Nick Clegg under pressure from Lib Dem activists to water down Coalition’s welfare reforms
Fear that vulnerable people are ‘falling through the safety net’
Andrew Grice has been Political Editor of The Independent since 1998. He was previously Political Editor of The Sunday Times, where he worked for 10 years, and he has been a Westminster-based journalist since 1982. His column, Inside Politics, appears in The Independent each Saturday.
Tuesday 13 May 2014
Nick Clegg is under pressure from Liberal Democrat activists to water down the Coalition’s controversial welfare reforms because they fear that vulnerable people are “falling through the safety net”.
Grassroots Lib Dems want the “bedroom tax” changed or abolished, and are demanding emergency government cash help for food banks.
They believe the huge rise in the number of people in “food poverty” is due partly to tighter benefit penalties on the unemployed, delays in paying benefits, and the £26,000-a-year cap on welfare payments for each family.
The Social Liberal Forum (SLF), the biggest left of centre pressure group inside the party, is pressing Mr Clegg and other Lib Dem ministers to make changes after a wholesale review of the Coalition’s approach to welfare.
The move comes as the party braces itself for a voter backlash in next week’s European and local elections.
The SLF will discuss welfare and food poverty at its annual conference in July. It will also call for changes at the Lib Dem conference in Glasgow in October, which will approve the outline of the party’s general election manifesto.
Gareth Epps, the SLF’s co-chairman, told The Independent the group accepted the need for welfare reform, but argued that it was being implemented in a way that caused hardship.
The review should also include disability and carer benefits, he said.
“The so-called ‘bedroom tax’ should certainly be reviewed, and the evidence I have seen supports radical reform if not outright abolition. The priority must be to meet housing need by building enough new homes, not by attacking those who suffer the consequences of Britain’s housing crisis,” he said.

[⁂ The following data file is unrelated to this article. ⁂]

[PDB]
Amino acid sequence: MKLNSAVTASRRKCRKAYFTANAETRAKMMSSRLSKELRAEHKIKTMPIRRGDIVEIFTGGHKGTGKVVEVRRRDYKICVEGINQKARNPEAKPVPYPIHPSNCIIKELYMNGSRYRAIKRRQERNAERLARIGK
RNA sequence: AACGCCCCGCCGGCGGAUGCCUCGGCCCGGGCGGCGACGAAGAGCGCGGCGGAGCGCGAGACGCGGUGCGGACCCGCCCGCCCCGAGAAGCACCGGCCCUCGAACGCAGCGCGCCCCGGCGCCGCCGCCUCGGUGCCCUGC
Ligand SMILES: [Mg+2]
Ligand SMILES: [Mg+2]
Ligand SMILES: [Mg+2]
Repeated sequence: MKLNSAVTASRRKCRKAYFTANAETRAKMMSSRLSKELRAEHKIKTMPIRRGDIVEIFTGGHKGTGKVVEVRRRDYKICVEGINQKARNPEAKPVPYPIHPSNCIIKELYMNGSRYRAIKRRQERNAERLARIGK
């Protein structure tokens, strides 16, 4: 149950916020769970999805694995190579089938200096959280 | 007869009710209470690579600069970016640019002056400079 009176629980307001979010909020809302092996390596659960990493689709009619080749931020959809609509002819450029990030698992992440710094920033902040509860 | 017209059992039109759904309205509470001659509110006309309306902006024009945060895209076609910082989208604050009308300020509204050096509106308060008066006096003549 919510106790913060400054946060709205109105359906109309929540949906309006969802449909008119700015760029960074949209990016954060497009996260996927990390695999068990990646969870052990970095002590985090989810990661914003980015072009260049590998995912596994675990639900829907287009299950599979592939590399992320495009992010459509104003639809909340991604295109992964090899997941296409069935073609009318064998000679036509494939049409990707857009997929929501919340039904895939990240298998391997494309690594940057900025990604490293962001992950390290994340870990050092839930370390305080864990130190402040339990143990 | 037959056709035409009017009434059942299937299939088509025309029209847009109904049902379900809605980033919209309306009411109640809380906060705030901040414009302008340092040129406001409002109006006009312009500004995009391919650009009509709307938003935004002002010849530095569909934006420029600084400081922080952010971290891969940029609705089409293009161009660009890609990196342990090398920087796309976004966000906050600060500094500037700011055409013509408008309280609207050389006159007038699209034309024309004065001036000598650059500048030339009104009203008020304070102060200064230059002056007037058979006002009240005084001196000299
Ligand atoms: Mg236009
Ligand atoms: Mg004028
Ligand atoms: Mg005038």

The SLF is worried that the Coalition’s welfare policy is pushing people to food banks at a time when cuts to local authority budgets mean they can give less help to charities.
The Trussell Trust, the biggest charitable provider, reported last month that it handed out 913,000 food parcels in the previous 12 months, up from 347,000 in the 12 months before that. It said benefit payment delays were the main cause for the increase.
Kelly-Marie Blundell, the Lib Dems’ prospective parliamentary candidate in Guildford, said: “There is absolutely no excuse, no reason for people to go hungry, especially not in a First World country. People need to know that anyone being in food poverty is simply unacceptable. We must tackle it.”
Ros Kayes, who will fight West Dorset at the general election, said: “The Government should certainly be providing grant funding to food banks... until the review has been undertaken and the necessary measures taken to address the impact of benefit sanctions and caps on food poverty.”
A Lib Dem spokesman said: “The Liberal Democrats are very proud of our democratic policy-making process and all the issues here have been debated at our recent conferences.
“A review of the spare room subsidy [known as the ‘bedroom tax’] is now happening in government. On top of that, Lib Dems in the Coalition have ensured that there is £180m of hard cash available to councils to help with hard cases.
“On food banks, the party also passed a motion at our recent spring conference, which praised the great work food banks do in helping people in a range of difficult circumstances, and acknowledged the need for people accessing food banks to be made aware of the hardship support available to them by the state through bodies like Jobcentre Plus.”
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